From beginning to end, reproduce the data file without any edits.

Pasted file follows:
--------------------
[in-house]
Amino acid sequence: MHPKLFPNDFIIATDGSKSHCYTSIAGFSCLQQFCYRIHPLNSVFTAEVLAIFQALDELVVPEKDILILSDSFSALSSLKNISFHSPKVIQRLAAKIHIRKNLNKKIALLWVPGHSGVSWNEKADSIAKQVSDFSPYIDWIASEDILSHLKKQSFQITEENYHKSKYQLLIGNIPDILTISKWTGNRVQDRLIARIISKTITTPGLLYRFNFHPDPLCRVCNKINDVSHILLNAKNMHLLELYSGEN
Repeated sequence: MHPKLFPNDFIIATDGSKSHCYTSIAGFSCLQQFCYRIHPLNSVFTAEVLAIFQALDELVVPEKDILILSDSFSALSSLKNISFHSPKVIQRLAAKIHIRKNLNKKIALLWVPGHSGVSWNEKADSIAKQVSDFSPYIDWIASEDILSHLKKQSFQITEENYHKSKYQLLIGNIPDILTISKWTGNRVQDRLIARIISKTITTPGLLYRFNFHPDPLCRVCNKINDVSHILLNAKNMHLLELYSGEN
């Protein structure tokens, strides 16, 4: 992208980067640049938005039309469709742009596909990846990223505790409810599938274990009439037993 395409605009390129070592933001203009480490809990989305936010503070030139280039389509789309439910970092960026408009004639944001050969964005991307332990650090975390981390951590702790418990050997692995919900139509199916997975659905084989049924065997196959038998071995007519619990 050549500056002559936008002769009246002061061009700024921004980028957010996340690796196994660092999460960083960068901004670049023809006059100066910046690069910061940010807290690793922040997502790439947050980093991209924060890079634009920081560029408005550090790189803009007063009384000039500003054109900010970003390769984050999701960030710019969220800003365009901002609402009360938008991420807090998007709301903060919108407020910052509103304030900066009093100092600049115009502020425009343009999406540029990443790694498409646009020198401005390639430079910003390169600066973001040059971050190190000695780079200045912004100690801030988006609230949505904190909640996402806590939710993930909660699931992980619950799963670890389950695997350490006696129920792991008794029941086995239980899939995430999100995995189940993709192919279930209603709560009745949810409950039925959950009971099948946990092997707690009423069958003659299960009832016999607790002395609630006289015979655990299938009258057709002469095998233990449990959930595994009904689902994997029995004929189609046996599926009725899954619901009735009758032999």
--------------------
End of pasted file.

[in-house]
Amino acid sequence: MHPKLFPNDFIIATDGSKSHCYTSIAGFSCLQQFCYRIHPLNSVFTAEVLAIFQALDELVVPEKDILILSDSFSALSSLKNISFHSPKVIQRLAAKIHIRKNLNKKIALLWVPGHSGVSWNEKADSIAKQVSDFSPYIDWIASEDILSHLKKQSFQITEENYHKSKYQLLIGNIPDILTISKWTGNRVQDRLIARIISKTITTPGLLYRFNFHPDPLCRVCNKINDVSHILLNAKNMHLLELYSGEN
Repeated sequence: MHPKLFPNDFIIATDGSKSHCYTSIAGFSCLQQFCYRIHPLNSVFTAEVLAIFQALDELVVPEKDILILSDSFSALSSLKNISFHSPKVIQRLAAKIHIRKNLNKKIALLWVPGHSGVSWNEKADSIAKQVSDFSPYIDWIASEDILSHLKKQSFQITEENYHKSKYQLLIGNIPDILTISKWTGNRVQDRLIARIISKTITTPGLLYRFNFHPDPLCRVCNKINDVSHILLNAKNMHLLELYSGEN
């Protein structure tokens, strides 16, 4: 992208980067640049938005039309469709742009596909990846990223505790409810599938274990009439037993 395409605009390129070592933001203009480490809990989305936010503070030139280039389509789309439910970092960026408009004639944001050969964005991307332990650090975390981390951590702790418990050997692995919900139509199916997975659905084989049924065997196959038998071995007519619990 050549500056002559936008002769009246002061061009700024921004980028957010996340690796196994660092999460960083960068901004670049023809006059100066910046690069910061940010807290690793922040997502790439947050980093991209924060890079634009920081560029408005550090790189803009007063009384000039500003054109900010970003390769984050999701960030710019969220800003365009901002609402009360938008991420807090998007709301903060919108407020910052509103304030900066009093100092600049115009502020425009343009999406540029990443790694498409646009020198401005390639430079910003390169600066973001040059971050190190000695780079200045912004100690801030988006609230949505904190909640996402806590939710993930909660699931992980619950799963670890389950695997350490006696129920792991008794029941086995239980899939995430999100995995189940993709192919279930209603709560009745949810409950039925959950009971099948946990092997707690009423069958003659299960009832016999607790002395609630006289015979655990299938009258057709002469095998233990449990959930595994009904689902994997029995004929189609046996599926009725899954619901009735009758032999």